Our Dog Bracken Has a Few Words to Say


Hi pawtners ....

I’m a mischievous, travelholic golden retriever with a passion for being immersed in sand, sea and mud - and the odd cow pat.

I’m in canine heaven exploring new smells and scenery on our motorhome adventures.

A seal basking in the beautiful sunshine was among my island-hopping Orkney highlights.

w seal shetlands cropped

Brushing up on my history and abspawbing the spectacupaw scenery, I was moved by a pawgnant tail of hope through adversity and learnt a very impawtant lesson about my life.

Pawgnant History: Italian Chapel

Inspirational Labour of love: The Italian Chapel on Mainland Orkney built by prisoners of war.Labour of love: The Italian Chapel.
Disembarking on mainland Orkney, our first port of call was the inspawational Italian Chapel built by Italian Prisoners of War (POWs) during World War II.
After a German U-boat torpedoed a British battleship anchored nearby with the tragic loss of over 800 lives, Prime Minister Winston Churchill immediately called for improved defences.
The Italian soldiers were transpawted here to construct the causeways, known as the Churchill Barriers, which linked to Mainland Orkney.

Improved naval defences: The Churchill Barriers. built during the war in Mainland Orkney IslesImproved naval defences: The Churchill Barriers.
When Italy surrendered to the allies, the POWs were allowed to build their own chapel which they constructed from two Nissen huts, scavenging materials from wherever they could.

Gift for Pawsperity

The chapel’s interior is abspawlutely beautiful - a true work of art painted to look like brick walls and carved stone.
It features frescos of angelic figures, stained glass windows and an altarpiece pawtraying the Madonna and Child.

Work of art: the Italian Chapel’s interior. on Mainland Orkney Isles.Work of art: the Chapel’s interior.
Although the Italians left (September 1944) when the Churchill Barriers were completed, Domenico Chiocchetti who led the project returned in 1960 to help with respawation work.

 Triumph from adversity: The Italian prisoners who constructed the chapel. on Mainland Orkney Isles.Triumph from adversity: The Italian prisoners who constructed the chapel.
On depawting he wrote the following letter to the people of Orkney:

“The chapel is yours - for you to love and preserve. I take with me to Italy the remembrance of your kindness and wonderful hospitality. . I thank … all those who directly or indirectly have collaborated for the success of this work and for having given me the joy of seeing again the little chapel of Lambholm where I, in leaving, leave a part of my heart”.

Domenico Chiocchetti - 11 th April 1960.

Humbled by this story, I went to the beach by the chapel, abspawed the Churchill barriers and rufflected on the past.

Brackenstraveltails deep in reflection in The OrkneysDeep in rufflection.

Another New Expawience

Another first for me was travelling on a small passenger ferry to the Orkney Island of Hoy which means ‘High Island’ in Gaelic.

I was initially appawhensive as all the hoomans wore face masks and the noise of the engine was deafening. However, I do woof being on the sea!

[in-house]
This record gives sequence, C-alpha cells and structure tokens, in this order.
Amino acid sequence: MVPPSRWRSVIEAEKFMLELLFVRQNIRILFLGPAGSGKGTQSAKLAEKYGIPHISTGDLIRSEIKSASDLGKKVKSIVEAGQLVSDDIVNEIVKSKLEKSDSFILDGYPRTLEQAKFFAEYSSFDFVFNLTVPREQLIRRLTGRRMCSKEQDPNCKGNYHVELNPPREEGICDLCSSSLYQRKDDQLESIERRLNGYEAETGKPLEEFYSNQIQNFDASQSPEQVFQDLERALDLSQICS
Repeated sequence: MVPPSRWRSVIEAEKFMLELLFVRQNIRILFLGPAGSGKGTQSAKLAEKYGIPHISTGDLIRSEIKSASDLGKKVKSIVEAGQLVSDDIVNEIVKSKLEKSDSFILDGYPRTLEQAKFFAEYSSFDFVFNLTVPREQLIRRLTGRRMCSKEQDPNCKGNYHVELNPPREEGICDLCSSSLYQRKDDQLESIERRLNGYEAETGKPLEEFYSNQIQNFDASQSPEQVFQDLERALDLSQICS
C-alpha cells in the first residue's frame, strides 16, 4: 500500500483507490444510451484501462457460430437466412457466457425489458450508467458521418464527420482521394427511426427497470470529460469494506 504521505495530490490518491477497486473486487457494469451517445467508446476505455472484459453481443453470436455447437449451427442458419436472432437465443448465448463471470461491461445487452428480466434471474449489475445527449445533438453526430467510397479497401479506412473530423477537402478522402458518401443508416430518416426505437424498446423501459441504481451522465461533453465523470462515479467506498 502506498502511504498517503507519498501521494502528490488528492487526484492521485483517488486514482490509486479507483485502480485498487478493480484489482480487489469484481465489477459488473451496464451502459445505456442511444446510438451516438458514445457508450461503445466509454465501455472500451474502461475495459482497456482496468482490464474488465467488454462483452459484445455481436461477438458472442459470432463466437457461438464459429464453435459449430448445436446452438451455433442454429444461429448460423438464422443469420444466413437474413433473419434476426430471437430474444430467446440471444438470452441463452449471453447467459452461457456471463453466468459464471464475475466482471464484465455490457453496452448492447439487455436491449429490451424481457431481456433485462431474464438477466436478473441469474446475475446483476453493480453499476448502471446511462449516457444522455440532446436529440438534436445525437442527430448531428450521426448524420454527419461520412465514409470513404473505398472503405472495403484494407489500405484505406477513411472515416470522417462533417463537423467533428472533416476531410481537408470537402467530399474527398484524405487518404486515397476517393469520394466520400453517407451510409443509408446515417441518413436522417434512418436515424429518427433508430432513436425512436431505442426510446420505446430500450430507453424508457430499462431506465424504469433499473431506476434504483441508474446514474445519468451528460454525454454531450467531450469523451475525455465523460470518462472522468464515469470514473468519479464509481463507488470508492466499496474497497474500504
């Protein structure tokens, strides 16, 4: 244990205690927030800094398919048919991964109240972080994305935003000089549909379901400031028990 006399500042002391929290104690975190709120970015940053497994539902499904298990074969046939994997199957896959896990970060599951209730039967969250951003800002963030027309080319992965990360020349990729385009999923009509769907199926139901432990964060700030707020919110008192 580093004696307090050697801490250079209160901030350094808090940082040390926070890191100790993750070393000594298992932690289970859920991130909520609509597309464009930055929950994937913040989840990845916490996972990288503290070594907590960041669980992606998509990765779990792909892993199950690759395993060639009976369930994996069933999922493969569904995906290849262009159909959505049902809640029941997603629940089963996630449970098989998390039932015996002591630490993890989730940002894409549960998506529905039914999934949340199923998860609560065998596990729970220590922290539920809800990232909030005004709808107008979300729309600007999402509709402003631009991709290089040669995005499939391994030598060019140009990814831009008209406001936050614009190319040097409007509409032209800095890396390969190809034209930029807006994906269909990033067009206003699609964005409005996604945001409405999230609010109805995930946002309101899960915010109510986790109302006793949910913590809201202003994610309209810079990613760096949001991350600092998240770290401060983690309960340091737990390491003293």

Brackenstraveltails on the boat to Hoy from Kirkwall in the Orkney Isles, ScotlandAppawhensive: on route for Hoy

 We hiked around six hours from the ferry to the Old Man of Hoy among the most magnificent hues of heather we’d seen so far.

Brackenstraveltails deep in the heather on Hoy, The Orkneys.Happawness is heather: Me and Steve.

 The birds were also very lively - pawticularly the Great Skua, known as bonxie - a Shetland name of Norse origin. They can be quite nasty and known to attack so I was very pawtious in their presence.

 The Northern Great Skua: Beware the Bonxie on the Island of Hoy, The Orkneys.The Northern Great Skua: Beware the Bonxie.

The walk was tough but the views were rewarding from the 450 foot sea stack repawted to be Orkney’s most famous landmark.

Worth the hike - The Old Man of Hoy an outstanding pillar of stoneDizzy heights: The Old Man of Hoy.

 Orkney Queen

Another ferry (I am becoming boat-blasé! ) transpawted us to Westray - queen of the Orkney Islands where the massive waves crash in from the North.

The beach at Grobust was so fabuwoof - I was dogsmacked by its beauty.

 Brackenstraveltails at The fabulous beach of Grobust, Westray, The OrkneysMakin a splawsh.: The fabulous beach of Grobust.

I was astounded to learn that around 15 per cent of world's seal population make the Orkneys their home. Steve pawtographed a serene seal chilling by the water which made him epawmously excited.

How do you moo? Highland cattle on Westray, The OrkneysHow do you moo?

My attention though was captured by a gipawmous beastie - a shaggy cow or ‘hairy coos’. It stared hard at me and, fur the record, I was not amoosed!

On our way back to the ferry we came upon a beach which surpawsed all others and savoured our final moments watching our ferry approaching on the clear blue waters below the cloudless sky.

Beautiful beach of Westray, The OrkneysWestray casts a magical spell.

It was then I fully understand the meaning of ‘It’s a dog’s life’.
Pawsing for thought, I pawromised myself there and then to NEVER take it fur granted.

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One thought on “Seals, Cows, and POWs: Orkneys Rufflections ”

  1. Thursday, 29 October 2020 16:16

    Looks like a wonderful trip indeed! 

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Bracken has his very own email address. Drop him a line!

bracken@leaveworktotravel.com

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